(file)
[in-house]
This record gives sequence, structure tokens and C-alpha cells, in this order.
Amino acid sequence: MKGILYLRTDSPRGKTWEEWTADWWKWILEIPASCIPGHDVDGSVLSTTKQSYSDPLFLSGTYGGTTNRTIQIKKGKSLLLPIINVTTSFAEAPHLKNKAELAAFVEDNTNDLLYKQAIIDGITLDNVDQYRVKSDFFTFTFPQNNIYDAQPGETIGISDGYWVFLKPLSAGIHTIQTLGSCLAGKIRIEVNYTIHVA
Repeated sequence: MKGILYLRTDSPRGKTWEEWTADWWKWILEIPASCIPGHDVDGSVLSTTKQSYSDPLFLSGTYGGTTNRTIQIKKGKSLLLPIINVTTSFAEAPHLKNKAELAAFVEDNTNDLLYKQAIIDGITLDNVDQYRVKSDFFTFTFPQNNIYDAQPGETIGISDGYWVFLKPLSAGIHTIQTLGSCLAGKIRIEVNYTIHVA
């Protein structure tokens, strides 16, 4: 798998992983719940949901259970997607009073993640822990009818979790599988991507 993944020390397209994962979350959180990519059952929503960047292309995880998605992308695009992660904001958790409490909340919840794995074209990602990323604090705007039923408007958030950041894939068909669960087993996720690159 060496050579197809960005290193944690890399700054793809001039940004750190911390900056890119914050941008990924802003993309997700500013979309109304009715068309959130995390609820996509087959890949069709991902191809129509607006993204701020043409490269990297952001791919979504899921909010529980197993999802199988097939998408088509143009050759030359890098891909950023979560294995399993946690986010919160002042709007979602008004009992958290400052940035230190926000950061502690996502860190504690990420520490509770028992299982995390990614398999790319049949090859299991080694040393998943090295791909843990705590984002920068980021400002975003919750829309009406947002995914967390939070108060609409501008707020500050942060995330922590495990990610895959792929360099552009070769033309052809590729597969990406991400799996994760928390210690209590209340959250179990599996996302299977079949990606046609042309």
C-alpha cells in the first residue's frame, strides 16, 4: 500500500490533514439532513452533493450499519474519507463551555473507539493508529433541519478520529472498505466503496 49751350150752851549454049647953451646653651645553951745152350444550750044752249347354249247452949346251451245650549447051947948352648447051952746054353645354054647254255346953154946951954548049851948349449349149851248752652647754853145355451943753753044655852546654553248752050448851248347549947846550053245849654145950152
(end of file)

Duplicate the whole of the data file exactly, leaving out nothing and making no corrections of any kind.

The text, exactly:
[in-house]
This record gives sequence, structure tokens and C-alpha cells, in this order.
Amino acid sequence: MKGILYLRTDSPRGKTWEEWTADWWKWILEIPASCIPGHDVDGSVLSTTKQSYSDPLFLSGTYGGTTNRTIQIKKGKSLLLPIINVTTSFAEAPHLKNKAELAAFVEDNTNDLLYKQAIIDGITLDNVDQYRVKSDFFTFTFPQNNIYDAQPGETIGISDGYWVFLKPLSAGIHTIQTLGSCLAGKIRIEVNYTIHVA
Repeated sequence: MKGILYLRTDSPRGKTWEEWTADWWKWILEIPASCIPGHDVDGSVLSTTKQSYSDPLFLSGTYGGTTNRTIQIKKGKSLLLPIINVTTSFAEAPHLKNKAELAAFVEDNTNDLLYKQAIIDGITLDNVDQYRVKSDFFTFTFPQNNIYDAQPGETIGISDGYWVFLKPLSAGIHTIQTLGSCLAGKIRIEVNYTIHVA
């Protein structure tokens, strides 16, 4: 798998992983719940949901259970997607009073993640822990009818979790599988991507 993944020390397209994962979350959180990519059952929503960047292309995880998605992308695009992660904001958790409490909340919840794995074209990602990323604090705007039923408007958030950041894939068909669960087993996720690159 060496050579197809960005290193944690890399700054793809001039940004750190911390900056890119914050941008990924802003993309997700500013979309109304009715068309959130995390609820996509087959890949069709991902191809129509607006993204701020043409490269990297952001791919979504899921909010529980197993999802199988097939998408088509143009050759030359890098891909950023979560294995399993946690986010919160002042709007979602008004009992958290400052940035230190926000950061502690996502860190504690990420520490509770028992299982995390990614398999790319049949090859299991080694040393998943090295791909843990705590984002920068980021400002975003919750829309009406947002995914967390939070108060609409501008707020500050942060995330922590495990990610895959792929360099552009070769033309052809590729597969990406991400799996994760928390210690209590209340959250179990599996996302299977079949990606046609042309």
C-alpha cells in the first residue's frame, strides 16, 4: 500500500490533514439532513452533493450499519474519507463551555473507539493508529433541519478520529472498505466503496 49751350150752851549454049647953451646653651645553951745152350444550750044752249347354249247452949346251451245650549447051947948352648447051952746054353645354054647254255346953154946951954548049851948349449349149851248752652647754853145355451943753753044655852546654553248752050448851248347549947846550053245849654145950152